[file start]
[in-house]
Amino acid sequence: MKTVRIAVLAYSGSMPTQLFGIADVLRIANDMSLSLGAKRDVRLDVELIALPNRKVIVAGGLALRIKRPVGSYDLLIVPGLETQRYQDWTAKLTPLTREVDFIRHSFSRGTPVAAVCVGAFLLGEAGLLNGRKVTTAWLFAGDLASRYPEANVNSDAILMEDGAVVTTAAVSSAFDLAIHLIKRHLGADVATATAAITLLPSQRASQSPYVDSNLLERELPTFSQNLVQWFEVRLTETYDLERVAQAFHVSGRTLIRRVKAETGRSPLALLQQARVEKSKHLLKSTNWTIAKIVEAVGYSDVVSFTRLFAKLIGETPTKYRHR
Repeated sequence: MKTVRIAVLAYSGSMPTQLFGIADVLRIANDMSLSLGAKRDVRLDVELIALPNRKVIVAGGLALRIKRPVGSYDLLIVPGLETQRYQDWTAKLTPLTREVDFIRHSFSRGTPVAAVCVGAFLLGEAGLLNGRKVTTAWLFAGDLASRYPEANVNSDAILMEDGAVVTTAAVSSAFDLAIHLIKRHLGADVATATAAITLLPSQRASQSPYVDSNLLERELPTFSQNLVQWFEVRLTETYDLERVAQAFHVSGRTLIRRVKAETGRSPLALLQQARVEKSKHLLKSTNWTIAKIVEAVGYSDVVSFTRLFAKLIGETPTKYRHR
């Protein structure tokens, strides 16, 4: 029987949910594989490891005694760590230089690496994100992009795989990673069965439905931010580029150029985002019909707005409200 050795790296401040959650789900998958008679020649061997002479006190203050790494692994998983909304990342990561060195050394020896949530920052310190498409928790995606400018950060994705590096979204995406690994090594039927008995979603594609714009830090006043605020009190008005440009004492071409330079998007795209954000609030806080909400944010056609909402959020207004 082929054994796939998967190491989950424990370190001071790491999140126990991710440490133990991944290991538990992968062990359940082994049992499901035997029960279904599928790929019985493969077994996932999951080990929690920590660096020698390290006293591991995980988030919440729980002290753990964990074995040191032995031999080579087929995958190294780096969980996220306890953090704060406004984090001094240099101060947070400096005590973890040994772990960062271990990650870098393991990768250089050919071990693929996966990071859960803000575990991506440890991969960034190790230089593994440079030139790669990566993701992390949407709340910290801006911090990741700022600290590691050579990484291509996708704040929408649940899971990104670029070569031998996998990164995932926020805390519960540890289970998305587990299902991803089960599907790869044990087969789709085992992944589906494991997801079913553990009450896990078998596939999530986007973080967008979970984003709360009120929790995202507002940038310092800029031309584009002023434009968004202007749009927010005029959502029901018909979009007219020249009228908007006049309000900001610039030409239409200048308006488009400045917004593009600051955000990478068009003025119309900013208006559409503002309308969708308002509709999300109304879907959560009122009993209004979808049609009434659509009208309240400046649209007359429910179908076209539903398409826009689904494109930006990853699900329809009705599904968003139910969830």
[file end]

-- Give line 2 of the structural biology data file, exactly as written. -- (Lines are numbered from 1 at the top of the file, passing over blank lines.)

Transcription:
Amino acid sequence: MKTVRIAVLAYSGSMPTQLFGIADVLRIANDMSLSLGAKRDVRLDVELIALPNRKVIVAGGLALRIKRPVGSYDLLIVPGLETQRYQDWTAKLTPLTREVDFIRHSFSRGTPVAAVCVGAFLLGEAGLLNGRKVTTAWLFAGDLASRYPEANVNSDAILMEDGAVVTTAAVSSAFDLAIHLIKRHLGADVATATAAITLLPSQRASQSPYVDSNLLERELPTFSQNLVQWFEVRLTETYDLERVAQAFHVSGRTLIRRVKAETGRSPLALLQQARVEKSKHLLKSTNWTIAKIVEAVGYSDVVSFTRLFAKLIGETPTKYRHR